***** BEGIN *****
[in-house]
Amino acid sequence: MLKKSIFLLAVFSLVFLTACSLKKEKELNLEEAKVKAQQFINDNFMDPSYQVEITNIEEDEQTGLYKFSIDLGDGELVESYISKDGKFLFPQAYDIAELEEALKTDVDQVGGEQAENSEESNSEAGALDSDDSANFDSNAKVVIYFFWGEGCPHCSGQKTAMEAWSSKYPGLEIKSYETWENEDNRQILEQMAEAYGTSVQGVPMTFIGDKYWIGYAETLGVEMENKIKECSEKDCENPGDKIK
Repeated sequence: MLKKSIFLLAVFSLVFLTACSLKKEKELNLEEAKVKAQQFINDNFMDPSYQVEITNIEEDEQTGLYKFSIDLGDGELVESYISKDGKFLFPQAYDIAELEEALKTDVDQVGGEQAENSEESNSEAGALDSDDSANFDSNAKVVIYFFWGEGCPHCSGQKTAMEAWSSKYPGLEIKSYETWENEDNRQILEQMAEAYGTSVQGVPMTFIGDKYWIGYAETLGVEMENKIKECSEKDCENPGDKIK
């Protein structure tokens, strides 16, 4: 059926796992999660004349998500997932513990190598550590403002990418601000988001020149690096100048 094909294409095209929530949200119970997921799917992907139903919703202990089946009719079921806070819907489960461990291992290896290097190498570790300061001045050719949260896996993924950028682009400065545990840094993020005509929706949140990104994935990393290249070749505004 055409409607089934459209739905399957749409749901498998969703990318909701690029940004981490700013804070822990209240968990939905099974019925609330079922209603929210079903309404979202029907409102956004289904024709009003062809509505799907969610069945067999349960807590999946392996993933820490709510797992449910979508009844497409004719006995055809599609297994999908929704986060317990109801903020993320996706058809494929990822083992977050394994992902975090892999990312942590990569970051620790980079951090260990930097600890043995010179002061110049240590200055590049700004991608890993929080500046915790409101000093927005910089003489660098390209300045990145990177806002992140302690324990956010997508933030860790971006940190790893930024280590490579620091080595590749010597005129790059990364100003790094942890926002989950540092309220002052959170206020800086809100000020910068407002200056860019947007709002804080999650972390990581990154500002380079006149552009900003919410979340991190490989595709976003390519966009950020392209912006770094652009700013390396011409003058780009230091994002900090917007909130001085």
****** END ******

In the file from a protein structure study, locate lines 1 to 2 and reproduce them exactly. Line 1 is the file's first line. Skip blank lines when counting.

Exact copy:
[in-house]
Amino acid sequence: MLKKSIFLLAVFSLVFLTACSLKKEKELNLEEAKVKAQQFINDNFMDPSYQVEITNIEEDEQTGLYKFSIDLGDGELVESYISKDGKFLFPQAYDIAELEEALKTDVDQVGGEQAENSEESNSEAGALDSDDSANFDSNAKVVIYFFWGEGCPHCSGQKTAMEAWSSKYPGLEIKSYETWENEDNRQILEQMAEAYGTSVQGVPMTFIGDKYWIGYAETLGVEMENKIKECSEKDCENPGDKIK